Drunken driver crashed into parked car in Cirencester

drunken driver crashed into parked car in cirencester - Drunken driver crashed into parked car in Cirencester
drunken driver crashed into parked car in cirencester 1 - Drunken driver crashed into parked car in Cirencester

A drunken driver who crashed his car into the side of a Cotswolds pub climbed out of the vehicle and started kicking it, a court heard on Friday.

Romanian Anorie Aionesei, 22, who was three times over the drink drive limit, then burst into tears, Cheltenham Magistrates were told.

Aionesei, 22, of Meadow Court, Cirencester, pleaded guilty at Cheltenham Magistrates Court to driving with excess alcohol in his body.

He had a breath test reading of 108mcgs – the legal limit is 35mcgs.

The defendant crashed his silver Mazda 6 into the side of The Mad Hatters public house in Castle Street, Cirencester at 1.40am on August 15, the court was told.

Said prosecuting lawyer Peter Ashby: “A witness in bed at her home was woken up by the crash.

“She went downstairs to check and saw the Mazda wedged between a wall of the pub and a parked black car. The Mazda’s headlights were on and the defendant was sitting in the driving seat, revving the engine.”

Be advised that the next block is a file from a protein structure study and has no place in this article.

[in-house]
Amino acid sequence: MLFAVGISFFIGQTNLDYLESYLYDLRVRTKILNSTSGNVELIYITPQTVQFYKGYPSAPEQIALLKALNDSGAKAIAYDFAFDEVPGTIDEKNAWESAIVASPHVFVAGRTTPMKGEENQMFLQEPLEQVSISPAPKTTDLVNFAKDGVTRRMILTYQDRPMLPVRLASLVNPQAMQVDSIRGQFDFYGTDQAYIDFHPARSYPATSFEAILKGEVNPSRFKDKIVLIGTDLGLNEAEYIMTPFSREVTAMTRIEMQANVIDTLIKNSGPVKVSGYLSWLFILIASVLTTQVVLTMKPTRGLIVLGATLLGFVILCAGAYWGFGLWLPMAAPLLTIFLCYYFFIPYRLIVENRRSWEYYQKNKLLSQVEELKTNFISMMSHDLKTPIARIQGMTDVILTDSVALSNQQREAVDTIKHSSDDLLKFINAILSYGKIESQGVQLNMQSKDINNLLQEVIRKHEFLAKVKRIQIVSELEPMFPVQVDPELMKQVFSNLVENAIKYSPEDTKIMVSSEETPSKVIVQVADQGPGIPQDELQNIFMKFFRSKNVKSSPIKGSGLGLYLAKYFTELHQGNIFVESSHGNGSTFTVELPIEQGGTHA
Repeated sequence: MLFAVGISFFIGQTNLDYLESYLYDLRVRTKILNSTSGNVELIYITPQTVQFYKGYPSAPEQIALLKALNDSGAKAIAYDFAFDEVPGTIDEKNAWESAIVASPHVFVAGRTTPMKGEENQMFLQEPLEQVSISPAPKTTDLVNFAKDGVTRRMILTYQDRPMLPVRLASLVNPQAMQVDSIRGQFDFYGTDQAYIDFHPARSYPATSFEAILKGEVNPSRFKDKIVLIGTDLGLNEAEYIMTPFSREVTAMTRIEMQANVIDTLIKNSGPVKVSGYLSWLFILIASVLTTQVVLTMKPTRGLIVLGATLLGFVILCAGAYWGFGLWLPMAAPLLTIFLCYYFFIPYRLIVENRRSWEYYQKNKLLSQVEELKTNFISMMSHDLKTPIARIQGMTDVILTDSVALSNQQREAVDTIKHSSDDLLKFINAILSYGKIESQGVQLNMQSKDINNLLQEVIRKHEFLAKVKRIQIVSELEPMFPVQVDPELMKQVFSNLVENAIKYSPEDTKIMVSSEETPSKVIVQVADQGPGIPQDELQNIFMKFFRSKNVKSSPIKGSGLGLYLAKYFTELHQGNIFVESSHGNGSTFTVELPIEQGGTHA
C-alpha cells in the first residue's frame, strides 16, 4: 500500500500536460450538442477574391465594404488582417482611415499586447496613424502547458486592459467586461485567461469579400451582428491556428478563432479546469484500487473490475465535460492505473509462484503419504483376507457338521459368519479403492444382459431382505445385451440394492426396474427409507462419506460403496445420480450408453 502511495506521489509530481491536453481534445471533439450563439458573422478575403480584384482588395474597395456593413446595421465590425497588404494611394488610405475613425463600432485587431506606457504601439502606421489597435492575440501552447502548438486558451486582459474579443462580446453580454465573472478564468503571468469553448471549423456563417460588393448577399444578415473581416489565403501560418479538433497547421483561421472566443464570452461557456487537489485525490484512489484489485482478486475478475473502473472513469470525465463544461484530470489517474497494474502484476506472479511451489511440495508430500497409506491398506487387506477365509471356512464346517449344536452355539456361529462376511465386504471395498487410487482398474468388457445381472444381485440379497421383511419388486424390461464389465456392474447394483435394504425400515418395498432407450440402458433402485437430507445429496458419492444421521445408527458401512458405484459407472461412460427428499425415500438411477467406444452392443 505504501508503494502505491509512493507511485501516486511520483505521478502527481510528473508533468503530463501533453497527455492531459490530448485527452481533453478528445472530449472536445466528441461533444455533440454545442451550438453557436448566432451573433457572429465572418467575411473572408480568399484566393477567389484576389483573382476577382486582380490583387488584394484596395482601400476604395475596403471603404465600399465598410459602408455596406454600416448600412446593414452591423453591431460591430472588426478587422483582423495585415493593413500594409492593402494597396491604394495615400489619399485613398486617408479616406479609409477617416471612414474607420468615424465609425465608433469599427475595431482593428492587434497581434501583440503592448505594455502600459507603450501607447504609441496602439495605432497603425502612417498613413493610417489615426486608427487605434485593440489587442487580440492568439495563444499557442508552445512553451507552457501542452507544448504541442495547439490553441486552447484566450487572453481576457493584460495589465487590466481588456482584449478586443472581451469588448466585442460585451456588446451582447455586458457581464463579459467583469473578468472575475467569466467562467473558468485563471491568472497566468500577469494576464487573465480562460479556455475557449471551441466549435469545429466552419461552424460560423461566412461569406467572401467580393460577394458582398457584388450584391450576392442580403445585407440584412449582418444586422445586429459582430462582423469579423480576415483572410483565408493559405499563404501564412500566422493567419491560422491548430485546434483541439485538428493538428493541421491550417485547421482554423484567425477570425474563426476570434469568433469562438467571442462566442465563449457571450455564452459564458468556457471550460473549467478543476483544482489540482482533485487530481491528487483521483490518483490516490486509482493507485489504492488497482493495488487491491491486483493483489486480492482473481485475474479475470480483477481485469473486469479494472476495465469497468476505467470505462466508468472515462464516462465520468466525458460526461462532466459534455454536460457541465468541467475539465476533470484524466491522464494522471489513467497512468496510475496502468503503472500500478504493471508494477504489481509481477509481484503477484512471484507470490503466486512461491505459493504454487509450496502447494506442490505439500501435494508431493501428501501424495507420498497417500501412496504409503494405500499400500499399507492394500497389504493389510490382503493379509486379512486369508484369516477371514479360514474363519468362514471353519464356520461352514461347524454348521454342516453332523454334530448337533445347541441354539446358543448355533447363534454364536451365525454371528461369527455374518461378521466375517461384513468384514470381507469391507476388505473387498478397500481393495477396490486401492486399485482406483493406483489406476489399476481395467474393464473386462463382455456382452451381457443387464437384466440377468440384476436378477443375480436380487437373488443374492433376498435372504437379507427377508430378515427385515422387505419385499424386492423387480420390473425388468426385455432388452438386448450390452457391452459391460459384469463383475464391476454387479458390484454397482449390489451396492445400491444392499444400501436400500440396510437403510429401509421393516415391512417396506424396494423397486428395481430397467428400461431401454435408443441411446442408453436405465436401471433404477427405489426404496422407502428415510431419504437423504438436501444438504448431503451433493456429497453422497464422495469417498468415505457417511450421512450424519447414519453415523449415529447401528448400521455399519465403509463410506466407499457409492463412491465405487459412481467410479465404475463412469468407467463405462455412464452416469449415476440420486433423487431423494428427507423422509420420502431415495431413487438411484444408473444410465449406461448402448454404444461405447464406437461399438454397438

The witness spoke to the driver but he was slurring and not making any sense, the court heard.

“The defendant got out and started to kick the car,” said Mr Ashby.

The landlady of the pub also came out and the defendant tried to give her his car keys but she refused, the court was told.

Police arrived and the defendant refused to take a roadside breath test but he told officers that he was very drunk, said the lawyer.

“And then he started to cry.”

Defending lawyer Caroline Williams said; “My client accepts full responsibility for what happened and did co-operate with police at the police station and agreed to a breath test there.”

The young father of a two-year-old son made a “very silly decision to drive after a party,” she told magistrates.

Aionesei was banned from driving for 25 months, ordered to do 120 hours of unpaid work and to pay prosecution costs of £85.

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